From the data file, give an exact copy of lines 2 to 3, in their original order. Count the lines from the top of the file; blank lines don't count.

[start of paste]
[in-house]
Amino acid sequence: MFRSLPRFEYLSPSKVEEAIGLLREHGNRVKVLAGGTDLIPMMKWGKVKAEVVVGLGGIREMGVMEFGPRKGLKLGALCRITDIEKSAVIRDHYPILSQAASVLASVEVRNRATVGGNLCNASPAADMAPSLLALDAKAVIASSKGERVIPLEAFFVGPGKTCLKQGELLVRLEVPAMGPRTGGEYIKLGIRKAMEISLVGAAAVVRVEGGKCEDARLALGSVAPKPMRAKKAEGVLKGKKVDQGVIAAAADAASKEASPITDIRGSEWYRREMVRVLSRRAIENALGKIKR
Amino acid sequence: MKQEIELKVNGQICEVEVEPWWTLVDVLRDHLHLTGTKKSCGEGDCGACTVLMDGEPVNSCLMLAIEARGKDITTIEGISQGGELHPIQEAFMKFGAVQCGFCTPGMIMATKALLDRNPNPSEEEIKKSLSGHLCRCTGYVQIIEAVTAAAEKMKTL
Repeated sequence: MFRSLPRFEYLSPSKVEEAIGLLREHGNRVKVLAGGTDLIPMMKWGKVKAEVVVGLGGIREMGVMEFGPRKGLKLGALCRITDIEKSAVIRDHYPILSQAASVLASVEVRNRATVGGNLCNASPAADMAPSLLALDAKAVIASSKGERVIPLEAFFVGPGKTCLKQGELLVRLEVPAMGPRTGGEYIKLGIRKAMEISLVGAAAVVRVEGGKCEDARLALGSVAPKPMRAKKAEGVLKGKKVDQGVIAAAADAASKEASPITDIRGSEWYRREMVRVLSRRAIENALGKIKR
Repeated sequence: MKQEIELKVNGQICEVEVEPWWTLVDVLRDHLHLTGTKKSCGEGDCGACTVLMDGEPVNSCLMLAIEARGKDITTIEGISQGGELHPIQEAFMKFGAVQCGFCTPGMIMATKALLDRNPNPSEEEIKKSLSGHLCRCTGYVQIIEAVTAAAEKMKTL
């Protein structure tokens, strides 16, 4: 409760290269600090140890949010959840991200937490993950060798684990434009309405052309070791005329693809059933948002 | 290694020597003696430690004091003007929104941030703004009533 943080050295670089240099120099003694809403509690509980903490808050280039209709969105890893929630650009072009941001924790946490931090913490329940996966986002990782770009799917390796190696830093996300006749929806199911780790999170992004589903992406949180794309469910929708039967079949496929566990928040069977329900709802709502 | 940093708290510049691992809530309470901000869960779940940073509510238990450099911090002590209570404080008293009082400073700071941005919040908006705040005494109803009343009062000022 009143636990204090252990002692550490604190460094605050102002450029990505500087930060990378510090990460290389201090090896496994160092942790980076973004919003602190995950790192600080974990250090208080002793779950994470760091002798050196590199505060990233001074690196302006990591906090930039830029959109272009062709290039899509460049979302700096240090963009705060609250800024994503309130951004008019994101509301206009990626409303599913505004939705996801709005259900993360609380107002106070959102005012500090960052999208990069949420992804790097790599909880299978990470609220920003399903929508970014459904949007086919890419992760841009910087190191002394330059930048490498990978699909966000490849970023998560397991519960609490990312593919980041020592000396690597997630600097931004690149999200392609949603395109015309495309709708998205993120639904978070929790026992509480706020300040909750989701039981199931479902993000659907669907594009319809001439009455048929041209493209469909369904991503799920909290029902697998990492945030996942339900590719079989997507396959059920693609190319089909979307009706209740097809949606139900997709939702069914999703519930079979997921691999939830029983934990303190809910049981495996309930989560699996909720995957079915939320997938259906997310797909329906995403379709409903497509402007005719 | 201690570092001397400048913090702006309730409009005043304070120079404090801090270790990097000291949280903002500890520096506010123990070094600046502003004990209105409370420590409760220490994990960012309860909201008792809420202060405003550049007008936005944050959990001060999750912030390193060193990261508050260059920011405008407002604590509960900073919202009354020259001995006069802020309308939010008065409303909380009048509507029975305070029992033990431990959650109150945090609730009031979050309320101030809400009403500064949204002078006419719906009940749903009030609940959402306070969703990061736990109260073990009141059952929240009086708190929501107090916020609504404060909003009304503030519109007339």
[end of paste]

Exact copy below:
Amino acid sequence: MFRSLPRFEYLSPSKVEEAIGLLREHGNRVKVLAGGTDLIPMMKWGKVKAEVVVGLGGIREMGVMEFGPRKGLKLGALCRITDIEKSAVIRDHYPILSQAASVLASVEVRNRATVGGNLCNASPAADMAPSLLALDAKAVIASSKGERVIPLEAFFVGPGKTCLKQGELLVRLEVPAMGPRTGGEYIKLGIRKAMEISLVGAAAVVRVEGGKCEDARLALGSVAPKPMRAKKAEGVLKGKKVDQGVIAAAADAASKEASPITDIRGSEWYRREMVRVLSRRAIENALGKIKR
Amino acid sequence: MKQEIELKVNGQICEVEVEPWWTLVDVLRDHLHLTGTKKSCGEGDCGACTVLMDGEPVNSCLMLAIEARGKDITTIEGISQGGELHPIQEAFMKFGAVQCGFCTPGMIMATKALLDRNPNPSEEEIKKSLSGHLCRCTGYVQIIEAVTAAAEKMKTL